The What and Why Not...
The distant origin of the modern figurative sense of 'kiss of death' is well-known. For the lexical sense of the phrase shown variously by the two references given in the question,
- a fatal or destructive relationship or action,
(Dictionary.com Unabridged, Random House, Inc.)
- thing that signifies impending failure,
(Online Etymology Dictionary, Douglas Harper)
and more comprehensively defined by OED Online,
a seemingly kind or well-intentioned action, look, association, etc., which brings disastrous consequences
that distant origin is
[from] the association with the kiss of betrayal given to Jesus by Judas in the Garden of Gethsemane (Matthew xxvi. 48–50).
Inherited from that origin, and common in modern uses, are connotations of betrayal and disloyalty.
Abundant evidence from the US popular press contradicts the notion that the proximate origin of the modern figurative sense was "in Mafia movies of the forties", and that it dates to 1944-1950. Instead, appearances in the popular press suggest the proximate origin of the modern sense was in political and other contexts in the late 19th and early 20th centuries.
...of Your Second Question
The use in Billboard in 1944 (the "once dial-twisting words, 'This is an electrical transcription,' do not, as they did a short time ago, mean the kiss of death for a program") has no connection with gangsters or gangster movies, being instead a quite diluted use of the figurative phrase with reference to "an action" (the twist of the radio dial to change stations) sponsored by a circumstance (the program being prerecorded rather than live) that "signifies impending failure" (the cancelation of a radio program due to loss of listeners).
In addition, the use in Billboard has, other than the loose definitional similarities drawn out in my preceding paragraph, few of the characteristics of the modern figurative sense. The twisting of the dial and the circumstance of the radio program having been prerecorded are neutral at most; they are not "seemingly kind or well-intentioned", and they do not on their face connote anything more than a trivial disloyalty (as contrived by its promoters and advertisers, that is, disloyalty to a radio program) or betrayal (only of that contrived loyalty). That action and circumstance do, however, sometimes bring about the failure of the radio program.
...and of Your First Question: Evidence
While the earliest and silent gangster films were made in the early 20th century (around 1905, depending on definitions; see History of Gangster Crime Films), no readily available evidence suggests the phrase 'the kiss of death' was used in, or in association with, those films or later gangster films through the 1930s. To entirely rule out such a use, and association with, gangster films, an exhaustive viewing would have to be undertaken; I do not propose to undertake it, not least because the evidence that is readily available, as well as the chronology of that evidence, suggests other proximate origins are much more likely.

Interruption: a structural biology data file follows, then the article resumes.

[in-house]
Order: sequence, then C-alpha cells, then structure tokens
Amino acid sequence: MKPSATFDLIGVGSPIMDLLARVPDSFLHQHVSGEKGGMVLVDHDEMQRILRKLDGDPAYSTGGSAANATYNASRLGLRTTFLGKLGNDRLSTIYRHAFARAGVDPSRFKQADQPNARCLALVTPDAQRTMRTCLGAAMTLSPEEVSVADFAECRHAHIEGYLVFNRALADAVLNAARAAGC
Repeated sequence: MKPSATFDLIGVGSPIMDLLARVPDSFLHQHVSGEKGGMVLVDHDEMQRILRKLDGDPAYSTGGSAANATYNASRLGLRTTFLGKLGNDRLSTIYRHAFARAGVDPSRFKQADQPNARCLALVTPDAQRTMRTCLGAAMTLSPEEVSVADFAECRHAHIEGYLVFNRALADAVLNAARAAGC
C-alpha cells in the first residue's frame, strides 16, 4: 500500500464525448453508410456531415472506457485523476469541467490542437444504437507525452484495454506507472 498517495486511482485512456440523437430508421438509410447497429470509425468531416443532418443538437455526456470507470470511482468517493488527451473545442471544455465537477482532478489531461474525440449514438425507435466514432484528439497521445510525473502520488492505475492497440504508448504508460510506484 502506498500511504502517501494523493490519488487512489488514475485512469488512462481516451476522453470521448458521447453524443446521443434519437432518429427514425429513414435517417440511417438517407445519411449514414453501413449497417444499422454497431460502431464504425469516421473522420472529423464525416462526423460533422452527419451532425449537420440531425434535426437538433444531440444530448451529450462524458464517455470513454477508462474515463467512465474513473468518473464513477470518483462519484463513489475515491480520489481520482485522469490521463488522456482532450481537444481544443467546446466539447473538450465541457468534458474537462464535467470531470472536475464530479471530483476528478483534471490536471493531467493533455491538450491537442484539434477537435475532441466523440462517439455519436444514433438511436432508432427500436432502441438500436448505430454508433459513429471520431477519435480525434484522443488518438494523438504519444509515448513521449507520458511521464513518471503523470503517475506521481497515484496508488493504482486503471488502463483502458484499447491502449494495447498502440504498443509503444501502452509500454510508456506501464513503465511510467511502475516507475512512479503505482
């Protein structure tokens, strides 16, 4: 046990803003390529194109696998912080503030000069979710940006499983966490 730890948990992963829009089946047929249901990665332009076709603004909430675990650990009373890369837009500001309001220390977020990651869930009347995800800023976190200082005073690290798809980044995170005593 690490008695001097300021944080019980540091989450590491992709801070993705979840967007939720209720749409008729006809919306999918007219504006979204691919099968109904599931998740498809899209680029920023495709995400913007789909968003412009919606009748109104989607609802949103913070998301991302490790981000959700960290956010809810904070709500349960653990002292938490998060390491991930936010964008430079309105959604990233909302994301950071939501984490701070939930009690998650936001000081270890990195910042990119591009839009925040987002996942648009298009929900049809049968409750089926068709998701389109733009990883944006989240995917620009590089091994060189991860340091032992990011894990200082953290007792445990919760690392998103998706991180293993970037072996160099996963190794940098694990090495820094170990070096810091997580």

Beyond instances that appear to me to be tangential to the modern figurative sense at issue here, instances wherein a literal kiss brings death consequent upon the communication of disease or other direct causes (poisoning, etc.), the first instance intimating the modern figurative use appears in a political context:
The senatorial kiss (of Mahone and Riddleberger) he called the kiss of death — of political death.
From a speech given at the Democratic State Convention in Virginia, as paraphrased in the Richmond Dispatch (Richmond, Virginia), 31 Jul 1885.
Even in context, the meaning of this at first eluded me, in part because of interference from the meaning such a use would be likely to have now, wherein a "senatorial kiss" would be a figurative reference to public endorsement of one candidate by another. (Later instances which will be presented here show that the interfering sense does arise prior to the putative 1940s gangster movie origin of the phrase.) Digging a little deeper, however, I discovered that the reference was to an literal kiss, one that was thought by the speaker quoted above (from a speech given at the Democratic State Convention in Virginia) to presage political 'death':
A New Species of Kiss. — Was the spectacle on the platform of the Republican State Convention in Virginia, where Mahone and Riddleberger not only "hugged," but ecstatically "kissed" one another, one likely to attract young men to the Republican party?
Staunton Spectator, 29 Jul 1885.
So the use refers to a literal kiss with no suggestion of betrayal or disloyalty, but presented as likely to signify the figurative political 'death' of Republican political control of Virginia in 1885. This is close, but not quite the modern figurative sense of 'kiss of death'.
Next, in 1898, comes an instance in an industrial context. Again, the sense was at first unclear to me, but I later uncovered further context that explained the use:
The Kiss of Death. A Story of the Modern Slavery by People with Memories.
...About the "Kiss of Death," the operatives daily courting of disease; ....
The World, New York, 28 Jan 1898.
That teaser from the Friday edition for content in the Sunday edition is clarified adequately by another teaser in the Saturday edition: